If you have a child with a bleeding disorder, the teen years can be challenging. It’s a time when adolescents are naturally looking to separate themselves from their parents and take on more responsibility. But after years of being so involved in managing your child’s bleeding disorder, it can be hard to step back and give him or her the freedom and independence teens need as they grow toward adulthood.
How can you help teens with bleeding disorders become more independent and empower them to take charge of their health? Here are some suggestions:
1. Hand over all treatment responsibilities
Ideally, a teenager will have already taken one of the biggest steps toward independence, which is learning how to self-infuse. But in addition to that important milestone, teens should be handling a lot of the other aspects of their treatment, including knowing the details of their medication, being responsible for their own treatment log and eventually taking on the task of ordering their medication.
2. Stay positive
Whether it’s helping your child transition to managing his or her medical appointments schedule, recognize the signs of a bleed, or cope with a medical emergency, your attitude can make all the difference.
“Let your child know that you are confident that they can take on these new responsibilities, and that you’re there to consult or help in any way that they might need,” says Mary Alvord, PhD, a child clinical psychologist in private practice in Rockville and Chevy Chase, Maryland.
What’s important is not only what you say, says Alvord, but even more so, what you do. “You can model that something is challenging but also problem-solve out loud about how you will approach the issue,” she says.
“This approach can counter those ‘I can’t’ thoughts that teens can be susceptible to, and provide the powerful message to your teen that, they can try, and they can do it, with help,” says Alvord, author of Conquer Negative Thinking for Teens.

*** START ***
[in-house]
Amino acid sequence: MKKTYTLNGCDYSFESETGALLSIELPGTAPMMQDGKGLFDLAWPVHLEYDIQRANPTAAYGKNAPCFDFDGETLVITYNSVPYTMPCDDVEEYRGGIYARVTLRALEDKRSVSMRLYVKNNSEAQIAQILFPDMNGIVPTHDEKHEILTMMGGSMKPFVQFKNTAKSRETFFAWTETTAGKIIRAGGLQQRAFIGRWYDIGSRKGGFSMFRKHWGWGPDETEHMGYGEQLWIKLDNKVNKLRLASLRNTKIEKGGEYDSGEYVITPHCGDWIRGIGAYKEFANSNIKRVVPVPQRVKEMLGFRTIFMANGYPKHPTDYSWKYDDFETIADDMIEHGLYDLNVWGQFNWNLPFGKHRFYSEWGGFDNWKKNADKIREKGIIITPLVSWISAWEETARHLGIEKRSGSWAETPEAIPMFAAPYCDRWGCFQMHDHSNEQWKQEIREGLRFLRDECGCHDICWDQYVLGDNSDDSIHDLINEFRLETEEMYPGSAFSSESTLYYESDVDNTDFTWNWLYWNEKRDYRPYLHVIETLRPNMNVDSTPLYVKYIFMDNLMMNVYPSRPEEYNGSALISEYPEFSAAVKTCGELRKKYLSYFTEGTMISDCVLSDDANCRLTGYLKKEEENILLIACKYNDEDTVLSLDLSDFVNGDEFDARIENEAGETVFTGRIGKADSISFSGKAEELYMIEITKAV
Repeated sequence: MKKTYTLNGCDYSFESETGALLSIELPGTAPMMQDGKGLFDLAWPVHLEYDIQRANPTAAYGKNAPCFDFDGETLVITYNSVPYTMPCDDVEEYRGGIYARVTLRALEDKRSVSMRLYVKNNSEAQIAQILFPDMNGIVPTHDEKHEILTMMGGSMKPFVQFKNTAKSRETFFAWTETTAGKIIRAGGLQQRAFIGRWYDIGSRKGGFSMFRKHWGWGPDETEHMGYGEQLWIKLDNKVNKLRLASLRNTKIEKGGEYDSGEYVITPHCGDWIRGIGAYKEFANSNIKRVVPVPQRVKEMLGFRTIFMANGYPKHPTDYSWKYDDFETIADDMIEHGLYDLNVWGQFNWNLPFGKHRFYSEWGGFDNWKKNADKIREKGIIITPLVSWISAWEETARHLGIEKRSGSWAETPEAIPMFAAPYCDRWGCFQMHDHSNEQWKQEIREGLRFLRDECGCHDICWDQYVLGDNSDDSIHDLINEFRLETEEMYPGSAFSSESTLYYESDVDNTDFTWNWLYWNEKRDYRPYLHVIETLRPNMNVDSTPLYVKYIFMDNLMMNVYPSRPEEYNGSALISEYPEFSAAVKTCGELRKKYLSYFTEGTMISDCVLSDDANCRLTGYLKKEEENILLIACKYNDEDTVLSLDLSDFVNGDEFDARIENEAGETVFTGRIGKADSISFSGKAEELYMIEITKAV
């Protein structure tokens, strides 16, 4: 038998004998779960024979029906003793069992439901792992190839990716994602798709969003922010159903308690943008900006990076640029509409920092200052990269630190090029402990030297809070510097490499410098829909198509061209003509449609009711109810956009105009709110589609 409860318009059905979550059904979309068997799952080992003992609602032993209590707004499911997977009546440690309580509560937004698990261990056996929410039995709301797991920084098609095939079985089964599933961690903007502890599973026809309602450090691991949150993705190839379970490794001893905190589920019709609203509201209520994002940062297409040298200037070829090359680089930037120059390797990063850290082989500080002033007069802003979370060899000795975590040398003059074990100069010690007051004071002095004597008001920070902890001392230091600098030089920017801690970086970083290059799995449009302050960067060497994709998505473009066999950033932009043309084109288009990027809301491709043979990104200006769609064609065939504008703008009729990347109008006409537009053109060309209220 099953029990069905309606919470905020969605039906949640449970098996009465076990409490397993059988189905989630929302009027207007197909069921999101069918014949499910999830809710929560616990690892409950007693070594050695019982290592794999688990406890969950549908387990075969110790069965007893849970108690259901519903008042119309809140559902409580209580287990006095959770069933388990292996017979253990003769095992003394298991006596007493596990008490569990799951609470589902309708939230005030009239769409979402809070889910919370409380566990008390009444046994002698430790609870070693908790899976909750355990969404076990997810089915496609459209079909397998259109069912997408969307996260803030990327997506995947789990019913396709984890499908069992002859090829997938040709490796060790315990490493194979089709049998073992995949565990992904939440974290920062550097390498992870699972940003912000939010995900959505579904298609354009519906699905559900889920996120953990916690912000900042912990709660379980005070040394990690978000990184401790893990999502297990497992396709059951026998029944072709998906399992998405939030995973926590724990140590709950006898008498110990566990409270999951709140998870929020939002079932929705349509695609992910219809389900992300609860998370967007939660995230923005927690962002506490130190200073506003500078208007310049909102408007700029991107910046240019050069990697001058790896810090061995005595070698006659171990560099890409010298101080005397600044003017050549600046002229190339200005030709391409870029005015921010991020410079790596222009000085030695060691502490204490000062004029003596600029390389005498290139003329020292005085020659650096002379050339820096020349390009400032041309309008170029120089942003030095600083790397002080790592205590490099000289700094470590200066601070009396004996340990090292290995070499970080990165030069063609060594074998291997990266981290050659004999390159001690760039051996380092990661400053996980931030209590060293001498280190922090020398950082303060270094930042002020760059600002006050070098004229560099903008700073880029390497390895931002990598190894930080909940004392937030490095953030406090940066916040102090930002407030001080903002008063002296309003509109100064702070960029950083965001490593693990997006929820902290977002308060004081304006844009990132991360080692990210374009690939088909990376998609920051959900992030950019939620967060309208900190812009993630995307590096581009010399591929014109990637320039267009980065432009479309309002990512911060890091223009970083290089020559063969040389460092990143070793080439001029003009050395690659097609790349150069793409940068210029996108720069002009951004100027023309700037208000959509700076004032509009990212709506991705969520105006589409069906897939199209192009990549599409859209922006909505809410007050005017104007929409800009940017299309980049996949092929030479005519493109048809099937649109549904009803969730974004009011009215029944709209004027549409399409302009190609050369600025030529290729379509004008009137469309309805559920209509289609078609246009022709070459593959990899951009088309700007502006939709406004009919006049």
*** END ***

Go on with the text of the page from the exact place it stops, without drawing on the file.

3. Teach teens to advocate for themselves
Encourage your child to start taking a more active role in his or her own healthcare by speaking up and asking questions of hemophilia treatment center (HTC) team members or his or her primary care doctor. Once children are high school-aged, they should be able to make their own doctor’s appointments and order their own factor and infusion supplies.
The more people can advocate for themselves and learn to communicate what they need, the more they feel in control of their healthcare, says Alvord. “We also know that being proactive and asking for help are strengths that factor into resilience,” she says.
According to a recent study, teens who have a medical condition may be better prepared to transition from pediatric care to adult care while taking charge of their own healthcare than teens who don’t have a medical issue. When psychologists at the University of Georgia studied 494 older adolescent and young adult patients, they found that those with a chronic condition were more self-supporting in completing health-related tasks and were less reliant on input from their parents.
4. Sign up for camp
A week at overnight camp is when many adolescents with bleeding disorders learn to take a bigger role in managing their own health. Not only do they become more comfortable and confident with self-infusing, they also gain independence by being away from home for several days. Many kids who are active in camp go from being campers to counselors, which teaches them responsibility and leadership skills. There are more than 50 overnight summer camps in 37 states for young people with bleeding disorders, and the cost is usually covered by your local chapter. It’s not too early to start planning for next summer. Find a camp near you by contacting your local chapter or HTC, or search NHF’s online camp locator< https://www.hemophilia.org/Community-Resources/Locate-a-Camp-Near-You-0>.
5. Encourage your teen to connect with other young adults
Adolescents need role models and mentors, and talking to other teens and young adults who have bleeding disorders can help them feel much more comfortable about their changing role.
You can help your child connect with young adults in your area by contacting your local NHF chapter to discover what programs are available. Participation in these events can help teens learn to talk much more openly and appropriately about their disorder with friends, and also be more likely to act responsibly and take ownership of their healthcare.